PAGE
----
Equilibrate the column and the sample to binding conditions. essak "General" starting point: equilibration buffer 50 mM sodium phosphate with 1-1.5 M ammonium sulphate Buffer choice will be discussed in more detail later 5 to 10 column volumes is normal for equilibration
Salts that promote hydrophobic interactions are known as kosmo or lyotropes and are found to the left in the Hofmeister series. The chemical basis for the Hofmeister ranking reflects a balance between the effects of a given salt´s component ions on water structure and their interaction with protein surfaces. Salting-out ions increase order in water structure, making solubilization water less available. This effect is equated with increased surface tension and favors entropic association of protein hydrophobic residues with immobilized hydrophobic ligands. The most commonly used salt in HIC is (NH4 )2SO4 but other salts like Na2SO4 (sodium sulfate) and NaCl are often used when modifications in binding strength are desirable. Ammonium sulfate is the binding salt most frequently used and has an exceptional solubility (not sodium sulfate). Its major limitation is that above pH 7.5, strongly basic free ammonia can cause denaturation of some proteins and can also cause instability of buffer pH. At elevated pH, use potassium phosphate. The use of NaCl is limited to strongly hydrophobic proteins, on strongly hydrophobic ligands and even then only at very high salt concentrations. By varying both the type of salt and the concentration, good separation may be achieved over a wide range. The concentration of salt is very important. By choosing the right concentration the product may be bound to the matrix while most of the contaminants pass through the column.
Hydrophobic interaction chromatography (1)
• Gel filtration chromatography
• Ion exchange chromatography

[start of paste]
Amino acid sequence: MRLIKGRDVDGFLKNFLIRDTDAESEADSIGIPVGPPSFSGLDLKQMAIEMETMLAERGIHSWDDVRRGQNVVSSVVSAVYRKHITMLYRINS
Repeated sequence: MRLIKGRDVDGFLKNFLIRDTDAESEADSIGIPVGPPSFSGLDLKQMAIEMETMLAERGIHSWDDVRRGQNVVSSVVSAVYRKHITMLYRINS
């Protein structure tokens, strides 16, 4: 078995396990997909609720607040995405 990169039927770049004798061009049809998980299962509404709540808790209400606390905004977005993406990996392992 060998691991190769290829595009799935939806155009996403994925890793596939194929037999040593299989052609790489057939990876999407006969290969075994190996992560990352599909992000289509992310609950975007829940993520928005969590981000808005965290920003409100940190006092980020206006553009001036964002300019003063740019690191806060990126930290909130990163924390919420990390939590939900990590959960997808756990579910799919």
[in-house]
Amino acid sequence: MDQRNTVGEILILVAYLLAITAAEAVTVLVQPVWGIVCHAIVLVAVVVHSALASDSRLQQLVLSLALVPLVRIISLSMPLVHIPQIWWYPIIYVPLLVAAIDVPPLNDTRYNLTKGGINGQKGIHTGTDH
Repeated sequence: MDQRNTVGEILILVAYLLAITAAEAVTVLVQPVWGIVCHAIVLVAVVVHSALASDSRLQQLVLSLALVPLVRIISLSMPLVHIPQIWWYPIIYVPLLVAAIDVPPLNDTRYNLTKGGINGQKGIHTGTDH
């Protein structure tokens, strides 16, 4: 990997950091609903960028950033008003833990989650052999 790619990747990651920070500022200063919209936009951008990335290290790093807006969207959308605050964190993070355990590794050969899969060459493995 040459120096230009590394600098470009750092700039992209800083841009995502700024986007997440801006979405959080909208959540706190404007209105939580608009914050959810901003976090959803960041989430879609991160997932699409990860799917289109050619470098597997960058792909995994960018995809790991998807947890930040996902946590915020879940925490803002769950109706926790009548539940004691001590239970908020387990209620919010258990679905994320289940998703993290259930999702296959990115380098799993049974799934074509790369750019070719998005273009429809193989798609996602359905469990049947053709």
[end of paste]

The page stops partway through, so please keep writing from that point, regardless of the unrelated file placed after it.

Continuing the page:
• Reverse phase chromatography
• Different basis of separation
• Weaker interactions
→ Less structural damage
→ Maintain high activity
→ Principle of HIC
→ Advantages of
→ What are the
Source of protein
• Downstream purification
• Separation of biomolecuoles
• Exploits differences in hydrophobicity.
→ Number of hydrophobic aminoacids.
→ Distribution of these aminoacids.
• Separation of substances is based
on their varying strength of
interaction with hydrophobic
groups attached to an uncharged
• Hydrophobic groups on proteins are
sufficiently exposed to bind to the
hydrophobic groups on the matrix.
• How is this achieved?
■ Choice of column → XK colums for
• Column dimensions → Short bed
height (5-15 cm) suitable for HIC
■ Packing of Column: a modern,
highly crosslinked agarose-based gel
such as Sepharose Fast Flow is
however easier than packing a gel
filtration column since the bed
height required is much smaller.
■ Sample preparation
• Sample composition
• Sample volume
• Sample viscosity
■ Sample application
■ Batch Separation
Large volume of sample can be
Samples with high ionic strength
can be used
Well suited to use before gel
filtration, ion-exchange and
Sample eluted with low salt
Purification steps that
generate large sample volume
can be coupled with this
Good for samples after
These techniques may require
pretreatment of samples (e.g.
reducing ionic strength)
Sample can be used in ion
concentration of ligand
Type of base matrix.
concentration of salt
Effects of ligand density-
Degree of substitution
‰ Binding capacity of protein to
HIC increases with increased alkyl
chain length (A) and increased
degree of substitution of
immobilized ligand (B)
‰Caution: protein can bind via
multipoint attachment, thus difficult
O CH2 CH CH2 O ( CH2) 3 CH3
O CH2 CH CH2 O ( CH2) 7 CH3
O CH2 CH CH2 O
‰Important to take note that selectivity will not be exactly
the same even with the same type of ligand if the base matrix
‰Two widely used supports are cross-linked agarose and
synthetic copolymer materials
‰May be necessary to modify adsorption and elution
Type of salt
▪ salt effect follow the
▪ Hydrophobic interaction
increases at increased salt
Increasing salting out effect
Anions: PO43- >SO42- >Cl-
>Br- >NO3- >ClO4- >I- >SCN-
Cations: NH4+ > K+ >Na+
Decreasing surface tension
Increasing chaotropic effect
Effect of pH on HIC is not
‰In general an increase in pH
interactions. It could be due to
increased titration of charged
groups leading to an increase in
hydrophilicity of the proteins
‰Decrease in pH leads to an
apparently increase in
‰Implication: Important factor
to consider for optimization of
HIC interaction. It is observed
that proteins which do not bind
to HIC adsorbent at neutral pH,
bind at acidic pH.
Visser and Strating (1975): that
role of temperature is a
complex issue and differ from
observation of Hierten.
‰ Binding of proteins to HIC
adsorbents is entropy driven
(Hjerten, 1976), i.e. interaction
increases with increase in
‰ Discrepancy in views could
be due to differential effects
by temperature on the
conformational state of
proteins and solubility in
‰ Practical terms: To be aware
that procedure developed
at room temperature may be
different if used in the cold